• "I regret that some ambassadors are getting involved in politics and criticizing the country," said Morales.[6]
  • "My ministers here are subjected to hours and hours of controls at the airport," Morales said.[14]
  • "There's a sense that the whole relationship [with Bolivia] has been kind of poisoned," says Latin America expert Michael Shifter.[15]
  • [The Telegraph reported on September 12, 2008 that Goldberg had infuriated Morales the previous week when Goldberg] "met with Ruben Costas, the governor of Bolivia's richest province, that of Santa Cruz, which wants autonomy and has threatened secession."[16] and "He is conspiring against democracy and seeking the division of Bolivia," said Morales.[16] "Without fear of the empire, I declare Mr Goldberg, the US ambassador, 'persona non grata."[16]
  • "The message received, since it occurred amid the escalation in violence, that message was distorted in the perception of many Bolivians," said Adam Isacson of the Washington-based foreign policy think-tank Center for International Policy.[17] "It may have been seen as an approval of the acts of violence."[17]
  • "Generally, it’s a bad idea to tie foreign aid programs that are in the American interest to the behavior of foreign governments," wrote the Times.[18] "Decertifying unhelpful countries in the drug wars always seemed particularly wrongheaded, a surefire way to anger allies and undermine support for Washington’s objectives in Latin America."[18]
  • "You have to say that the traditional relationship that Bolivia had with the United States . . . has come to an end. I believe this is the worst moment for the relations between the United States and the entire world. The worst moment," said Juan Ramón Quintana, Bolivia's minister of the presidency.[13]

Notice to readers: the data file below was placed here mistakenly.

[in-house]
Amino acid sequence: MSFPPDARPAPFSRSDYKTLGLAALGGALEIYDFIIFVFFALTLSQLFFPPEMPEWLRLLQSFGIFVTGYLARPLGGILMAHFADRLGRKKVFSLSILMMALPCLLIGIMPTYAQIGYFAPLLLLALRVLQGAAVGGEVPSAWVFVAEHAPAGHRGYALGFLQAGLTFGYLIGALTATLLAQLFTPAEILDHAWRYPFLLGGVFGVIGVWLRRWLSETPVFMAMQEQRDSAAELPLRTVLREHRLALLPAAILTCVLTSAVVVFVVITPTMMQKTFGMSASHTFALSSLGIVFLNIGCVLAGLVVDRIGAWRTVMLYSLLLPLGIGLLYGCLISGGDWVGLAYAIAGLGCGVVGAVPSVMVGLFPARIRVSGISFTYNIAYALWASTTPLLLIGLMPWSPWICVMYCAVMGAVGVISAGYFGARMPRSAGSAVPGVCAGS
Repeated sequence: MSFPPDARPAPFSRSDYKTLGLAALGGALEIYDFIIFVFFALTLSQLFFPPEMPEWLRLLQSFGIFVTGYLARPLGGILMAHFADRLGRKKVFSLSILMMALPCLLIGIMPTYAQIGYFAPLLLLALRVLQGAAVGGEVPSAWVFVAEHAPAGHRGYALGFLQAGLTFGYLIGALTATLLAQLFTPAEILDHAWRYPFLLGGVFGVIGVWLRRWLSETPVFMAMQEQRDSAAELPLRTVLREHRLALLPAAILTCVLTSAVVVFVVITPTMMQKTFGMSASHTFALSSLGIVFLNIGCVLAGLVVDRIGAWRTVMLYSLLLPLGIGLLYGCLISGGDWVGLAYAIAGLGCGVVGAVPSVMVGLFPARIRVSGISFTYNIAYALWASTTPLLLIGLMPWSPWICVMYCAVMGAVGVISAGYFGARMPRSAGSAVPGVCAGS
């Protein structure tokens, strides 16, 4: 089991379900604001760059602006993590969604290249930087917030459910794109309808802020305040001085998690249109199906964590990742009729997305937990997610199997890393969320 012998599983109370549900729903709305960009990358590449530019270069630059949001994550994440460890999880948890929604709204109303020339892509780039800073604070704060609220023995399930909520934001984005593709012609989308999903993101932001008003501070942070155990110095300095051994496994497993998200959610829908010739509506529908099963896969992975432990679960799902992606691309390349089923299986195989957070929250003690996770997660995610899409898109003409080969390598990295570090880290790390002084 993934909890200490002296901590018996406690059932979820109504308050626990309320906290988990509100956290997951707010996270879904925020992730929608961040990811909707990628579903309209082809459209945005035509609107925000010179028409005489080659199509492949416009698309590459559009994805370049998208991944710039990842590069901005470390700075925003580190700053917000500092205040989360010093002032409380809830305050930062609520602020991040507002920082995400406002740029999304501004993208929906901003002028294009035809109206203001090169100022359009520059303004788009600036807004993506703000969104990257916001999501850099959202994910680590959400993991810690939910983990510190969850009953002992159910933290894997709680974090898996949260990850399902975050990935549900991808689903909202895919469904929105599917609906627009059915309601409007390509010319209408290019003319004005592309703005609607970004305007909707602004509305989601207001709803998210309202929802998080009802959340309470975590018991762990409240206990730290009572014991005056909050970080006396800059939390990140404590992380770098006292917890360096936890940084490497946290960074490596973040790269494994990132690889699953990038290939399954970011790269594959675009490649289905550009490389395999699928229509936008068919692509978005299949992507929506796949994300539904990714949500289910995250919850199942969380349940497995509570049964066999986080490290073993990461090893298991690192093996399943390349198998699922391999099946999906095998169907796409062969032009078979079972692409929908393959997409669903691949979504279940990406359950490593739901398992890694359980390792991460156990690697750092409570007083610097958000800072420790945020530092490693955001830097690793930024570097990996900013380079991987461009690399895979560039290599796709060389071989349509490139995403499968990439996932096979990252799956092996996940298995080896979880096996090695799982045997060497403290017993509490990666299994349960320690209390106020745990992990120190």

All of these statements meet Wikipedia's criteria for Fair Use and they all come from different sources so there is no overuse of the same source.


  1. Public Domain: How to Find and Use Copyright-Free Writings, Music, Art & More By Stephen Fishman. Published by Nolo, 2008. ISBN 1413308589, 9781413308587. page 42.
  2. The Globe and Mail. "Former rebel commander becomes Kosovo PM" December 3, 2004.
  3. Radio Free Europe. "Kosovo: U.S. Official Expresses Hope For Final-Status Progress" by Arbana Vidishiqi. February 6, 2006
  4. 4.0 4.1 Associated Press. "Morales Accuses US Official of Spying" by Alvaro Zuazo. February 11, 2008.
  5. 5.0 5.1 5.2 5.3 Newsweek Magazine. "Grandstanding" by Mac Margolis. September 20, 2008.
  6. 6.0 6.1 6.2 Reuters. "Bolivia accuses U.S. of funding Morales opponents" by Eduardo Garcia. August 29, 2007.
  7. 7.0 7.1 ABC News. "Exclusive: Peace Corps, Fulbright Scholar Asked to 'Spy' on Cubans, Venezuelans" by Jean Friedman-Rudovsky. February 8, 2008.
  8. US Embassy in Bolivia Tells Fulbright Scholar and Peace Corps Volunteers to Spy on Venezuelans and Cubans in Bolivia, Democracy Now!, 11 February 2008.
  9. 9.0 9.1 Peace Corps Press Release. "Full Statement from the Peace Corps" February 8, 2008. An archival copy of the Press release is available here. Note: The information from this source is a product of an agency of the US Federal government is not subject to Fair Use restrictions as it is in the public domain.
  10. USA Today. "U.S. expels Bolivian ambassador in tit-for-tat" September 11, 2008.
  11. 11.0 11.1 Associated Press. "US puts Bolivia on drugs blacklist" by Matthew Lee. September 17, 2008.
  12. White House. "President Bush Signs H.R. 7222, the Andean Trade Preference Act Extension" October 16, 2008.
  13. 13.0 13.1 13.2 13.3 Washington Post. "U.S. Trade Move Shakes Bolivia" by Joshua Partlow. October 19, 2008.
  14. Seattle Times. "Morales says U.N. ought to consider move" September 27, 2007.
  15. International Herald Trbune. "U.S. forced to confront its Bolivian problem" by Janine Zacharia. July 1, 2008.
  16. 16.0 16.1 16.2 Telegraph. "Bolivia expels US ambassador Philip Goldberg" by Jeremy McDermott. September 12, 2008.
  17. 17.0 17.1 CNN "U.S. envoy: I didn't incite Bolivian violence" Deptember 18, 2008.
  18. 18.0 18.1 New York Times. "Playing Into Mr. Morales’s Hands" October 6, 2008.


I think that every quotation used in the Philip Goldberg article falls either into the category of Public Domain or Fair Use and therefor the copyright violation tag should be removed from the article.

There may be some issues with the style of writing employed. There may be some issues with the use of citations for every sentence in the article. These are different issues that I will be glad to discuss. Right now we are discussing the copyright violation tag which I have addressed in this post.

I will be addressing the copyright violation issues on the Rick Benjamin article as soon as possible. The Esperanza Spalding article does need some work that I will get to in a few days.

Best regards,